Third, defendants contend that FACE impermissibly singles out anti-abortion speech. If this is correct, the statute is subject to strict scrutiny and must be necessary to serve a compelling governmental interest by the least restrictive means. See R.A.V. v. City of St. Paul, 505 U.S. 377, 395-96, 120 L. Ed. 2d 305, 112 S. Ct. 2538 (1992). If, on the other hand, the Act is content and viewpoint neutral, it is subject to intermediate scrutiny, and must be narrowly tailored to serve a substantial interest. See Ward v. Rock Against Racism, 491 U.S. 781, 791, 105 L. Ed. 2d 661, 109 S. Ct. 2746 (1989). A law is content and viewpoint neutral if it is justified "without reference to the content of the regulated speech." Madsen v. Women's Health Center, Inc., 512 U.S. 753, , 114 S. Ct. 2516, 2523, 129 L. Ed. 2d 593 (1994) (quoting Ward, 491 U.S. at 791). The stated purpose of FACE is "to protect and promote public safety and health and activities affecting interstate commerce by establishing Federal criminal penalties and civil remedies for certain violent, threatening, obstructive and destructive conduct that is intended to injure, intimidate or interfere with persons seeking to obtain or provide reproductive health services." Pub. L. No. 103-259, § 2, 108 Stat. 694, 694 (1994). Furthermore, the Act by its terms may not be construed "to prohibit any expressive conduct (including peaceful picketing or other peaceful demonstration) protected from legal prohibition by the First Amendment to the Constitution." 18 U.S.C. 248(d)(1). Given this, I am confident that Congress' purpose was not to discriminate against a particular idea, but to prohibit particular conduct. The fact that this conduct may be motivated by a particular belief, or is more likely to be engaged in by persons who share a given ideology, does not shield it from regulation. See American Life League, 47 F.3d at 649-51; accord, Soderna, 82 F.3d at 1375-76; Dinwiddie, 76 F.3d at 924. See also Wisconsin v. Mitchell, 508 U.S. 476, 124 L. Ed. 2d 436, 113 S. Ct. 2194 (1993) (upholding statute providing enhanced penalties for selecting battery victim because of the victim's race); United States v. O'Brien, 391 U.S. 367, 20 L. Ed. 2d 672, 88 S. Ct. 1673 (1968) (upholding law prohibiting the burning of draft cards to protest the Vietnam War).
Having concluded that FACE is content neutral, I must determine (1) whether it furthers an important or substantial government interest; (2) whether that interest in unrelated to the suppression of free speech; and (3) whether the incidental restriction on First Amendment rights is not greater than is essential to the furthering of that interest. See O'Brien, 391 U.S. at 377. The Supreme Court has stated that the government "has a strong interest in protecting a woman's freedom to seek lawful medical or counseling services in connection with her pregnancy." Madsen, U.S. at , 114 S. Ct. at 2526. As I have determined that the Act is viewpoint and content neutral, the second prong of the O'Brien test is satisfied as well. Finally, the Act is narrowly tailored to further the governmental interest at issue:
Much of the conduct (force and violence) outlawed under the Act lacks any protected expressive element at all. Of course, peaceful but obstructive protesting, which plaintiffs argue has expressive elements, could run afoul of the Act. For example, protesters blocking a clinic door as they pray might violate the Act's prohibition on physical obstruction. However, such a violation would be simply a consequence of the government's lawful aim to protect access to reproductive health services. After all, the Act leaves open ample alternative means for communication. In a non-violent, non-obstructive manner, protestors may still stand outside reproductive health facilities and express their anti-abortion message. They may still proclaim their views and make their pleas by voice, signs, handbills, symbolic gestures and other expressive means.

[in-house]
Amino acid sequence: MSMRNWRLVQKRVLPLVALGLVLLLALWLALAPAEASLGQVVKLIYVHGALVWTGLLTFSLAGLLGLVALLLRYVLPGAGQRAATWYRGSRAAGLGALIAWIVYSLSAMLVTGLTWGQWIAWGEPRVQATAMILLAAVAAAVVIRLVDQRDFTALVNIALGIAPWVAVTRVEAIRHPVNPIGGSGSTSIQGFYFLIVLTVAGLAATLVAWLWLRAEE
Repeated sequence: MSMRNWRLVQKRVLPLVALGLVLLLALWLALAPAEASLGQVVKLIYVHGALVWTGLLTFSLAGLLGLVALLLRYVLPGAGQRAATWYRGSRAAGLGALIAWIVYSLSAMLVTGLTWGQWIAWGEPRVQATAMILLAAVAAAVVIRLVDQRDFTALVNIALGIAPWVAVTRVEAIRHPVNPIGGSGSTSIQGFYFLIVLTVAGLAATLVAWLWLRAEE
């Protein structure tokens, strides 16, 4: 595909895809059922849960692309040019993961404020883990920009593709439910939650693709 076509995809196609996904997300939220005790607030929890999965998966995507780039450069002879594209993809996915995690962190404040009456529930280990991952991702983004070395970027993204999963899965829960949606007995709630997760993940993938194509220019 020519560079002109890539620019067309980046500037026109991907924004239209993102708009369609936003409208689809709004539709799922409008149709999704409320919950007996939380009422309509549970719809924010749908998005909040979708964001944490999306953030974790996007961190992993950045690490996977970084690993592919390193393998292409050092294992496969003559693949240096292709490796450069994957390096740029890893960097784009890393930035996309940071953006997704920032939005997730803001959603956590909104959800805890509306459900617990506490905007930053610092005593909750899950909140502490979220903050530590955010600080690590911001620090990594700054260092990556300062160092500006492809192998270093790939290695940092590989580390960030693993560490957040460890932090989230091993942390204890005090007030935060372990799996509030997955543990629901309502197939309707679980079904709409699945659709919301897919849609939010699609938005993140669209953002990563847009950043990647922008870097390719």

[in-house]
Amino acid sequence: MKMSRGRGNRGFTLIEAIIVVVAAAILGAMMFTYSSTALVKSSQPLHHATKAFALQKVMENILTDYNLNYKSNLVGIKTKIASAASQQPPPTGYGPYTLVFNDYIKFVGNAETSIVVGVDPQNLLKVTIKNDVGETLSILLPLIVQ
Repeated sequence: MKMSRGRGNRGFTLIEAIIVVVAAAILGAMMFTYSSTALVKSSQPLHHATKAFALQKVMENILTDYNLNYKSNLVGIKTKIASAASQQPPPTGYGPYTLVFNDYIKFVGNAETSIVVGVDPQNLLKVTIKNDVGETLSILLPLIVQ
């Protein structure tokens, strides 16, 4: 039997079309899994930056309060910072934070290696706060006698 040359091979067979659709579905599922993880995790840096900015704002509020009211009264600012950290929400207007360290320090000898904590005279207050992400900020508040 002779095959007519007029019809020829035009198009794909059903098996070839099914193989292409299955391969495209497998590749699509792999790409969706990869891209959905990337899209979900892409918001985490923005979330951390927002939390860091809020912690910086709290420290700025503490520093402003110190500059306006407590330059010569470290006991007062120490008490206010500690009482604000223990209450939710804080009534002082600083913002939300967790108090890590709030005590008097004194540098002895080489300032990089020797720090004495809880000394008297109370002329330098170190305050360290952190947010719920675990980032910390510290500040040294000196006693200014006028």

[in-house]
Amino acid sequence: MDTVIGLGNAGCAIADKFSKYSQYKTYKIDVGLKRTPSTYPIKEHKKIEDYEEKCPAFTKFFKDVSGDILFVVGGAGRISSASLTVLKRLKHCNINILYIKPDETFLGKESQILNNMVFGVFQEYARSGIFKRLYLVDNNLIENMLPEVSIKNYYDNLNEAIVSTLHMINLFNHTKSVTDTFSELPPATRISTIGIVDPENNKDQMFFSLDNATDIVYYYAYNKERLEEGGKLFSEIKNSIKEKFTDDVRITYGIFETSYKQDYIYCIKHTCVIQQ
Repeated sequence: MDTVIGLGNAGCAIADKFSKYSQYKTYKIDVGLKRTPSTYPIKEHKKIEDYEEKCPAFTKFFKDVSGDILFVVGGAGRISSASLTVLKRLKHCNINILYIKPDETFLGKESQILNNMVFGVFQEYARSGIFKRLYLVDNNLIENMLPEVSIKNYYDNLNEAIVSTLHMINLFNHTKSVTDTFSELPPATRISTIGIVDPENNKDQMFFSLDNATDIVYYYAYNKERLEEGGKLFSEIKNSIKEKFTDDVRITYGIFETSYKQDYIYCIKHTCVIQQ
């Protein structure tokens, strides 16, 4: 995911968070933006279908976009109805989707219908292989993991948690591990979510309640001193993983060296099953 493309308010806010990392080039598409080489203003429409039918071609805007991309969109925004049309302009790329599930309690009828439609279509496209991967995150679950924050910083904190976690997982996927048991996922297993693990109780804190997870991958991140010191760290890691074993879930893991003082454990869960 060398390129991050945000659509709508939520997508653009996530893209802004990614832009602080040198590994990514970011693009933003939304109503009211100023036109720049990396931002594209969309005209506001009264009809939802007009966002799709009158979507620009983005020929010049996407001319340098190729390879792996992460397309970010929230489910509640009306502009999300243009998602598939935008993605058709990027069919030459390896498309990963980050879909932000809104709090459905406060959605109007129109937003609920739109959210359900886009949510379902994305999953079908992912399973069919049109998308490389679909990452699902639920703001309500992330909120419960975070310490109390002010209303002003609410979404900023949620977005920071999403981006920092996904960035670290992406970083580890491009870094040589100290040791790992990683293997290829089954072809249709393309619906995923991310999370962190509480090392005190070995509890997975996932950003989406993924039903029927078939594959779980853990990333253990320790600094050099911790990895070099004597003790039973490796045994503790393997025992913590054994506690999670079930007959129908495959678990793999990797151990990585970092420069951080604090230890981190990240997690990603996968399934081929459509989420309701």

American Life League, 47 F.3d at 653; accord, Dinwiddie, 76 F.3d at 924; Cheffer, 55 F.3d at 1521-22.
Defendants also assert, citing Madsen, U.S. at , 114 S. Ct. at 2524, that even if FACE is content and viewpoint neutral, it should be subject to heightened scrutiny because it is not a generally applicable law. Defendants reliance on Madsen is misplaced. Madsen concerned not a statute, but an injunction against certain activities of particular protestors; in such a situation the greater danger of censorship calls for a greater level of scrutiny.
Defendants final First Amendment challenge to the statute implicates the Free Exercise Clause. Relying on Church of the Lukumi Babalu Aye, Inc. v. City of Hialeah, 508 U.S. 520, 124 L. Ed. 2d 472, 113 S. Ct. 2217 (1993) (invalidating ordinance which outlawed animal sacrifice but not, e.g., hunting or fishing), defendants assert that "by definition opposing abortion is a form of religious exercise," and that "in the vast majority of cases, only those expressing their religious beliefs or convictions will be effected [sic] by FACE." The Act, however, "punishes conduct for the harm it causes, not because the conduct is religiously motivated." American Life League, 47 F.3d at 654.
Defendants next challenge the validity of FACE on Eighth Amendment grounds. The Act provides:
(b) Penalties.-- Whoever violates this section shall-
(1) in the case of a first offense, be fined in accordance with this title, or imprisoned not more than one year, or both; and